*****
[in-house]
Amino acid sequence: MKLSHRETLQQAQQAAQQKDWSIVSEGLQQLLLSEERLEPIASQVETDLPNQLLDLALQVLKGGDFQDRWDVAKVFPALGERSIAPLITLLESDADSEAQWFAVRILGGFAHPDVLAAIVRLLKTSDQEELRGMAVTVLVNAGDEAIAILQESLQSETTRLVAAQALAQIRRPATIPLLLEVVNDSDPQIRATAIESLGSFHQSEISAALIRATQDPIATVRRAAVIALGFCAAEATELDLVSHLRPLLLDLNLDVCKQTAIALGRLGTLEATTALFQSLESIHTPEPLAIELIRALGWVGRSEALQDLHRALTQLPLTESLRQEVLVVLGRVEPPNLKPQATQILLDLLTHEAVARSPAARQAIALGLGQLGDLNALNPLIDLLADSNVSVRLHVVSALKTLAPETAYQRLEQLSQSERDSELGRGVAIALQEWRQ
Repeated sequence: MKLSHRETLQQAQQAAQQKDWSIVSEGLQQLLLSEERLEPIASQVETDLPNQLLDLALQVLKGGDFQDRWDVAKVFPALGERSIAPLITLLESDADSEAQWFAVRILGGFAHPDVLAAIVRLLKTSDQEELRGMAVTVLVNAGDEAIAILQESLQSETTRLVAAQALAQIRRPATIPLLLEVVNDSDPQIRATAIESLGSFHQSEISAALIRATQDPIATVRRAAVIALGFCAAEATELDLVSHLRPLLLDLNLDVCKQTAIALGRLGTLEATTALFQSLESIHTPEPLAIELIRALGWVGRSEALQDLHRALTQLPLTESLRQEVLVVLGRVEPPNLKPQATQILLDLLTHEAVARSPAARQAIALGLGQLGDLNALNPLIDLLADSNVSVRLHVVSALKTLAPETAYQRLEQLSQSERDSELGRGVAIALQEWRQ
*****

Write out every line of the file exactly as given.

[in-house]
Amino acid sequence: MKLSHRETLQQAQQAAQQKDWSIVSEGLQQLLLSEERLEPIASQVETDLPNQLLDLALQVLKGGDFQDRWDVAKVFPALGERSIAPLITLLESDADSEAQWFAVRILGGFAHPDVLAAIVRLLKTSDQEELRGMAVTVLVNAGDEAIAILQESLQSETTRLVAAQALAQIRRPATIPLLLEVVNDSDPQIRATAIESLGSFHQSEISAALIRATQDPIATVRRAAVIALGFCAAEATELDLVSHLRPLLLDLNLDVCKQTAIALGRLGTLEATTALFQSLESIHTPEPLAIELIRALGWVGRSEALQDLHRALTQLPLTESLRQEVLVVLGRVEPPNLKPQATQILLDLLTHEAVARSPAARQAIALGLGQLGDLNALNPLIDLLADSNVSVRLHVVSALKTLAPETAYQRLEQLSQSERDSELGRGVAIALQEWRQ
Repeated sequence: MKLSHRETLQQAQQAAQQKDWSIVSEGLQQLLLSEERLEPIASQVETDLPNQLLDLALQVLKGGDFQDRWDVAKVFPALGERSIAPLITLLESDADSEAQWFAVRILGGFAHPDVLAAIVRLLKTSDQEELRGMAVTVLVNAGDEAIAILQESLQSETTRLVAAQALAQIRRPATIPLLLEVVNDSDPQIRATAIESLGSFHQSEISAALIRATQDPIATVRRAAVIALGFCAAEATELDLVSHLRPLLLDLNLDVCKQTAIALGRLGTLEATTALFQSLESIHTPEPLAIELIRALGWVGRSEALQDLHRALTQLPLTESLRQEVLVVLGRVEPPNLKPQATQILLDLLTHEAVARSPAARQAIALGLGQLGDLNALNPLIDLLADSNVSVRLHVVSALKTLAPETAYQRLEQLSQSERDSELGRGVAIALQEWRQ